Cardiorenal syndrome is a complex condition associated with significant morbidity in the form of symptoms secondary to fluid overload, leading to hospitalisations, and portends increased mortality. Both the diagnosis and management of the conditions are complicated by the fact that there is dysfunction of the heart as well as the kidney, usually with uncertainty with regards to the timing of the first insult. Management in primary care, or in the emergency setting, tends to be predominantly focused on short-term improvement in function of one organ, leading to deleterious effects on the other. A consensus multi-disciplinary approach involving both cardiologists and nephrologists has been advocated in order to devise a unified management plan. Our report presents findings of monthly cardio-nephrology multi-disciplinary team meetings and illustrates that this can be an efficacious approach both in terms of avoiding unnecessary outpatient clinic visits, as well as consensus decision-making.
Cardiorenal syndromes (CRS) are defined as a spectrum of disorders affecting the heart and kidney, in which acute or chronic dysfunction of one organ leads to acute or chronic dysfunction of the other.1,2 Management of this condition can be challenging as it portends significant morbidity due to symptom burden, as well as recurrent hospitalisations and increased mortality.1-3 In addition, as there is a relative paucity of evidence-based therapy, management strategies for CRS have been largely empirical and goal-directed towards improvement of function of one organ, frequently at the cost of the other. For instance, acute kidney injury in heart failure frequently leads to stoppage of prognostic heart failure treatment such as renin–angiotensin–aldosterone system inhibitors (RAASi), leading to short-term improvement in renal function, but this is offset by increased heart failure hospitalisations and mortality.4 A cardio-nephrology multi-disciplinary team (MDT) approach has been recommended for the effective management of patients with CRS.1,5
Our cardio-nephrology MDT consists of consultant cardiologists with a specialist interest in heart failure (HF), consultant nephrologists, advanced nurse practitioners (HF and nephrology) and HF specialist nurses. MDT meetings are conducted on a monthly basis and typically last 60 to 90 minutes (replacing the departmental educational meeting). Suggestions made as consensus from the MDT discussion, are conveyed through a letter to the referrers. We studied the outcomes generated from MDT discussions for patients with HF and CRS discussed at the monthly cardiorenal MDT from October 2017 to March 2019.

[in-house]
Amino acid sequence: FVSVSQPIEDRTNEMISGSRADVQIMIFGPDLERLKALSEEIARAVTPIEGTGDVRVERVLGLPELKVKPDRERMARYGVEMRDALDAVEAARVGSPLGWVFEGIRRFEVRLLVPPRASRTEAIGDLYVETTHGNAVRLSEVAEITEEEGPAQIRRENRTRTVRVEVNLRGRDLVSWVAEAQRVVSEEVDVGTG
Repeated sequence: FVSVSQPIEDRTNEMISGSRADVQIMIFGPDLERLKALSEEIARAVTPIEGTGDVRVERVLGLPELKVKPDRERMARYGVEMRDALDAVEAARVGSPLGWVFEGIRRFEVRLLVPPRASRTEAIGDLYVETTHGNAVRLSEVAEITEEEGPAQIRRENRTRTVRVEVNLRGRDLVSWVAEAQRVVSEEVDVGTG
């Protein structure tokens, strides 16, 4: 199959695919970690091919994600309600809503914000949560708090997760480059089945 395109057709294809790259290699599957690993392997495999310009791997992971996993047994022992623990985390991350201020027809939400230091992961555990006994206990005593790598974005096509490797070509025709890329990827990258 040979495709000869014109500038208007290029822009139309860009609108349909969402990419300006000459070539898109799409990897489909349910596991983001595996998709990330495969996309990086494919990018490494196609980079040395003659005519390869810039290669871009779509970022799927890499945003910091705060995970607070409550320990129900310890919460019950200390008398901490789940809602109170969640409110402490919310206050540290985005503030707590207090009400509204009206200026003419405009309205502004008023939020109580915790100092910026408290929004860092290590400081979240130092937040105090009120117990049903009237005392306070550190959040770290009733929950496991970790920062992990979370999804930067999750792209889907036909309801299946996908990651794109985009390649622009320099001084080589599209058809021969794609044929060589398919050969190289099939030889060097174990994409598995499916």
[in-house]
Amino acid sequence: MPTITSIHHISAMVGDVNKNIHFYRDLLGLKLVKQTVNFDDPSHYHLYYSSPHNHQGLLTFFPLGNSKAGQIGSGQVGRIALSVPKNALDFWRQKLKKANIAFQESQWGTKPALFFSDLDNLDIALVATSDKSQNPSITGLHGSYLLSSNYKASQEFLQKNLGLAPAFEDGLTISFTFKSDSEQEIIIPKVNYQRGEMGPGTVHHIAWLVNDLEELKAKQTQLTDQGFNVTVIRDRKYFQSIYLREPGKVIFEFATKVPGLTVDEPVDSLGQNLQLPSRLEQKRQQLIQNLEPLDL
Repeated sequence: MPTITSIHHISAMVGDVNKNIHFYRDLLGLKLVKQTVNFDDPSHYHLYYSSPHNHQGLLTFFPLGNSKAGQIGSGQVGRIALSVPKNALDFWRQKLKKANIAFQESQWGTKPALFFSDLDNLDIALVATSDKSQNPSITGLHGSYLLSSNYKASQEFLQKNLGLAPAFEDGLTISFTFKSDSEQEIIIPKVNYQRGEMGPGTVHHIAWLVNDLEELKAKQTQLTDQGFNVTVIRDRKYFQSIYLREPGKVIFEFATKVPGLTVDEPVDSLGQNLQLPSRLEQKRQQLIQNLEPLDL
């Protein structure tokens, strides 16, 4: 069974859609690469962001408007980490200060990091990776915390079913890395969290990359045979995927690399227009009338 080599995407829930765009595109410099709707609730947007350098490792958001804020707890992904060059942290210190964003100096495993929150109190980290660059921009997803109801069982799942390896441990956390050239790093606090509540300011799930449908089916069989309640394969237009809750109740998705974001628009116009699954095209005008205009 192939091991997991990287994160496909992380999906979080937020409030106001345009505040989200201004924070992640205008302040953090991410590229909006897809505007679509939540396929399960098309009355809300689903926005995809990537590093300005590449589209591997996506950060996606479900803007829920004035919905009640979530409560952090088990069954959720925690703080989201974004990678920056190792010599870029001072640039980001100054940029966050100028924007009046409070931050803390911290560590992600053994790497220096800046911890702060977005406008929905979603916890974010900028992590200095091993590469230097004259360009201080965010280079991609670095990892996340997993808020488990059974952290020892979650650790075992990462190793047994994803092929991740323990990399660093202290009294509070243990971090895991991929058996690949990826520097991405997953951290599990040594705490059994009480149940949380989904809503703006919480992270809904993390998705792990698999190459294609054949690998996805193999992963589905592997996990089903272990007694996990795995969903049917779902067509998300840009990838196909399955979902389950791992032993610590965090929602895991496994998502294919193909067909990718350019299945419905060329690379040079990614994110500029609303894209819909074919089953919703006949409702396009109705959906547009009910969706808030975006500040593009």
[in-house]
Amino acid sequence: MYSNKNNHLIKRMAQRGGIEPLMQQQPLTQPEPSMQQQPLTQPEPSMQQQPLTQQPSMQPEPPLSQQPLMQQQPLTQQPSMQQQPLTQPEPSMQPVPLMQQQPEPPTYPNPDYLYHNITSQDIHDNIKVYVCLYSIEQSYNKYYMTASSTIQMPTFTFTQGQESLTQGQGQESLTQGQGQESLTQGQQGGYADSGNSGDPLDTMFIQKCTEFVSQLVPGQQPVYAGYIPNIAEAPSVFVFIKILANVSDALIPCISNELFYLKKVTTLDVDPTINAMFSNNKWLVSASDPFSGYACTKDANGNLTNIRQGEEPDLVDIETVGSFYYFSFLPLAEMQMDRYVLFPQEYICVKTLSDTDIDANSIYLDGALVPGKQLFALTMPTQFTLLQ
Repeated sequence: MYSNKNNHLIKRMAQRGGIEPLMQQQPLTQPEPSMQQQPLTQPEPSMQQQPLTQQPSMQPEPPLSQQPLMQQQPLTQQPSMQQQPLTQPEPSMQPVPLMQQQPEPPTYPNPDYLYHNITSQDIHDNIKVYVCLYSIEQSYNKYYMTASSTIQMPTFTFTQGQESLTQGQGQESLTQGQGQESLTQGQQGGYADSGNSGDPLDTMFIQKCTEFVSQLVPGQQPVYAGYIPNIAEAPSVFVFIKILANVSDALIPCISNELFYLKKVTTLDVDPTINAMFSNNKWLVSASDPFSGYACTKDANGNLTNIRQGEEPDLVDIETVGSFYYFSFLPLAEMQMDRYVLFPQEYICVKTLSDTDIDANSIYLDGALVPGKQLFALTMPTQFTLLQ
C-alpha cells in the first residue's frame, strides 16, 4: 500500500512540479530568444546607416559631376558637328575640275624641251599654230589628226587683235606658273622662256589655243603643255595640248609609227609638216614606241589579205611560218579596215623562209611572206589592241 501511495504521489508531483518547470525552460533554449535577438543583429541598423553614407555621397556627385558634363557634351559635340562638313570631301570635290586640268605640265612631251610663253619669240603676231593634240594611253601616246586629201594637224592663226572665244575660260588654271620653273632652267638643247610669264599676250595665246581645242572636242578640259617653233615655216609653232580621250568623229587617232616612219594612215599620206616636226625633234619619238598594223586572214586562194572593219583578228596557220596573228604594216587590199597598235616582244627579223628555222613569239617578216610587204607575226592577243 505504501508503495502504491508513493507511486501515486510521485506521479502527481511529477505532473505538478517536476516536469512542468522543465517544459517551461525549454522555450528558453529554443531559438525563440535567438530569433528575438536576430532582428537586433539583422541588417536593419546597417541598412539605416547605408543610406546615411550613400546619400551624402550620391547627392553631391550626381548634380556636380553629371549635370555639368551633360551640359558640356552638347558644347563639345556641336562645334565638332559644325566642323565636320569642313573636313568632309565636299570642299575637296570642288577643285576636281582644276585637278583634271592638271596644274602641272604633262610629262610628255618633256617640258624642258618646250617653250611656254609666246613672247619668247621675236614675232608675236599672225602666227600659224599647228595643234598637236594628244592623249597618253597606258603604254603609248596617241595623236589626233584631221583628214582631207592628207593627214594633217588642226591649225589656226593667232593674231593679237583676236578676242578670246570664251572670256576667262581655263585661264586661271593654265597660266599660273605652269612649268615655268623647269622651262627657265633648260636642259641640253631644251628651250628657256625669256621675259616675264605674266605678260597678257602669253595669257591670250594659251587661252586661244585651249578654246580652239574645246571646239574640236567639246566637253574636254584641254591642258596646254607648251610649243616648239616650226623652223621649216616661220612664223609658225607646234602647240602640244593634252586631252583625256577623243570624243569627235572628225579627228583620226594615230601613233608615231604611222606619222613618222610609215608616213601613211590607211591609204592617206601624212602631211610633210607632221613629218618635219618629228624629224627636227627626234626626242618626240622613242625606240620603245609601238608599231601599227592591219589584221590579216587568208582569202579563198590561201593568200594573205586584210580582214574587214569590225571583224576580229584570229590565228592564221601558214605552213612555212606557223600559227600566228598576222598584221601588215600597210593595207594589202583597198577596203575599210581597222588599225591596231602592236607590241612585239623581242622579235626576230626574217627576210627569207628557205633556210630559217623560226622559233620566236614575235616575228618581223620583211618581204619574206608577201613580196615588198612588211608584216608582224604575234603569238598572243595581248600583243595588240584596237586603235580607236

There were 73 patients discussed at the cardio-nephrology MDT meeting during the 18-month period studied. Sources of referrals included primary care (community HF nurses and general practitioners) 19%, nephrologists (22%), ambulatory HF unit (AHFU) 21% (AHFU is a HF specialist nurse-delivered HF management unit that treats patients with acutely decompensated HF on an outpatient basis), cardiology outpatient clinic (OPC) 20%, cardiology ward 15%, and other departments from the hospital 3% (elderly care, diabetologists). During the first six months, we received an average of two referrals per meeting. However, as awareness of the meeting spread among hospital colleagues and primary care, the number of referrals per meeting increased to an average of five per MDT meeting during the subsequent 12 months. Referrers to the MDT raised a variety of queries, such as need for advanced HF therapies, e.g. devices/cardiac transplant, suitability for renal replacement therapy, need for renal biopsy or need for palliative care discussions. The majority of patients referred (39/73, 53%) had HF with preserved ejection fraction (HFpEF), 25/73 patients (34%) had HF with reduced ejection fraction (HFrEF) and 9/73 patients (13%) had HF with mid-range ejection fraction (HFmrEF). Most patients (46/73, 63%) had chronic kidney disease (CKD) stage 4, 14/73 (19%) CKD stage 5 and 13/73 (18%) CKD stage 3, with 10% having sustained recent acute kidney injury (AKI) on CKD. CRS subtypes were classified at the MDT based on the Acute Dialysis Quality Initiative.2 The majority of patients referred to the MDT had CRS type 2 (62%), whereas CRS type 4 was diagnosed in 24%, CRS type 3 in 11% and CRS type 1 in 3% of referrals.